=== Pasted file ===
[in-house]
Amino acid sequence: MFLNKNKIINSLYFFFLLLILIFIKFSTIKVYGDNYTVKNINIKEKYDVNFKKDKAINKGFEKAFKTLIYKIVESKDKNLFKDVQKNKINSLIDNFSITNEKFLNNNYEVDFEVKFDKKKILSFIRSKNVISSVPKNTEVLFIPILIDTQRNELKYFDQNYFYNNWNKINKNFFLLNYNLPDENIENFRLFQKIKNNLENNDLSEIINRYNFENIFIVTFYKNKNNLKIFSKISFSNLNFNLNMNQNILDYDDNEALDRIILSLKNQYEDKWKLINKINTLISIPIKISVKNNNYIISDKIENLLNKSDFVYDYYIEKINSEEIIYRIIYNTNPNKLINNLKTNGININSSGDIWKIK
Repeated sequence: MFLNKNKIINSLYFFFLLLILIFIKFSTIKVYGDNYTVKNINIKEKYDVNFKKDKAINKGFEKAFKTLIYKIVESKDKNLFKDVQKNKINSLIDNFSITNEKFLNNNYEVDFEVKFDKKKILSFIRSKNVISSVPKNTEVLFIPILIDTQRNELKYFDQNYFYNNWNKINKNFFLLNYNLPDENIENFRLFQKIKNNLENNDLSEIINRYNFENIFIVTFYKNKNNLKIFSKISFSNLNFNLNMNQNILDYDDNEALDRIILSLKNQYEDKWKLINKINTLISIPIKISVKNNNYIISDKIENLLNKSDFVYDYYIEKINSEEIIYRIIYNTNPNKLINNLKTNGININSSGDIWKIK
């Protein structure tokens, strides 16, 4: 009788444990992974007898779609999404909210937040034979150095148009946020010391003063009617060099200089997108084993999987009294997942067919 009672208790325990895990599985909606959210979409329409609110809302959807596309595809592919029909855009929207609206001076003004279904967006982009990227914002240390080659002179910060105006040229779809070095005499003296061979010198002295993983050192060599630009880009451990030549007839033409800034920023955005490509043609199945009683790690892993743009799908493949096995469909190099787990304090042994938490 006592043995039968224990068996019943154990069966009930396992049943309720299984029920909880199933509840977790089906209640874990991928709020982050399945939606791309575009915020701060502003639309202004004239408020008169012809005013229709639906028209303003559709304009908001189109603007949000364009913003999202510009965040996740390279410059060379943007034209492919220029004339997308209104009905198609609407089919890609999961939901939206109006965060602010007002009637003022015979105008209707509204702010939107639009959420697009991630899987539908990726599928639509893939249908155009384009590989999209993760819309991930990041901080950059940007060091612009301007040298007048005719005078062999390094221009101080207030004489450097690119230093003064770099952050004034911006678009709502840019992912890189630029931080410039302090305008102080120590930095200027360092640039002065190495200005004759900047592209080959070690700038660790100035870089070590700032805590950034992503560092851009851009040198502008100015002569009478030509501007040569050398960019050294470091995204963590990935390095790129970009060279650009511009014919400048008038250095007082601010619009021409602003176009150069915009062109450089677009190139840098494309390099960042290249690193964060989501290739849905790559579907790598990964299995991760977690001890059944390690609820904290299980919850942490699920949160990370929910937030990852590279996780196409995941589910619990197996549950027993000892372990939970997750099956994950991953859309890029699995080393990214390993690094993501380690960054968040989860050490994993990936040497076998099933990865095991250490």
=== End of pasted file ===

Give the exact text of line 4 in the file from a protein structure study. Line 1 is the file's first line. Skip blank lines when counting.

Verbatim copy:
């Protein structure tokens, strides 16, 4: 009788444990992974007898779609999404909210937040034979150095148009946020010391003063009617060099200089997108084993999987009294997942067919 009672208790325990895990599985909606959210979409329409609110809302959807596309595809592919029909855009929207609206001076003004279904967006982009990227914002240390080659002179910060105006040229779809070095005499003296061979010198002295993983050192060599630009880009451990030549007839033409800034920023955005490509043609199945009683790690892993743009799908493949096995469909190099787990304090042994938490 006592043995039968224990068996019943154990069966009930396992049943309720299984029920909880199933509840977790089906209640874990991928709020982050399945939606791309575009915020701060502003639309202004004239408020008169012809005013229709639906028209303003559709304009908001189109603007949000364009913003999202510009965040996740390279410059060379943007034209492919220029004339997308209104009905198609609407089919890609999961939901939206109006965060602010007002009637003022015979105008209707509204702010939107639009959420697009991630899987539908990726599928639509893939249908155009384009590989999209993760819309991930990041901080950059940007060091612009301007040298007048005719005078062999390094221009101080207030004489450097690119230093003064770099952050004034911006678009709502840019992912890189630029931080410039302090305008102080120590930095200027360092640039002065190495200005004759900047592209080959070690700038660790100035870089070590700032805590950034992503560092851009851009040198502008100015002569009478030509501007040569050398960019050294470091995204963590990935390095790129970009060279650009511009014919400048008038250095007082601010619009021409602003176009150069915009062109450089677009190139840098494309390099960042290249690193964060989501290739849905790559579907790598990964299995991760977690001890059944390690609820904290299980919850942490699920949160990370929910937030990852590279996780196409995941589910619990197996549950027993000892372990939970997750099956994950991953859309890029699995080393990214390993690094993501380690960054968040989860050490994993990936040497076998099933990865095991250490």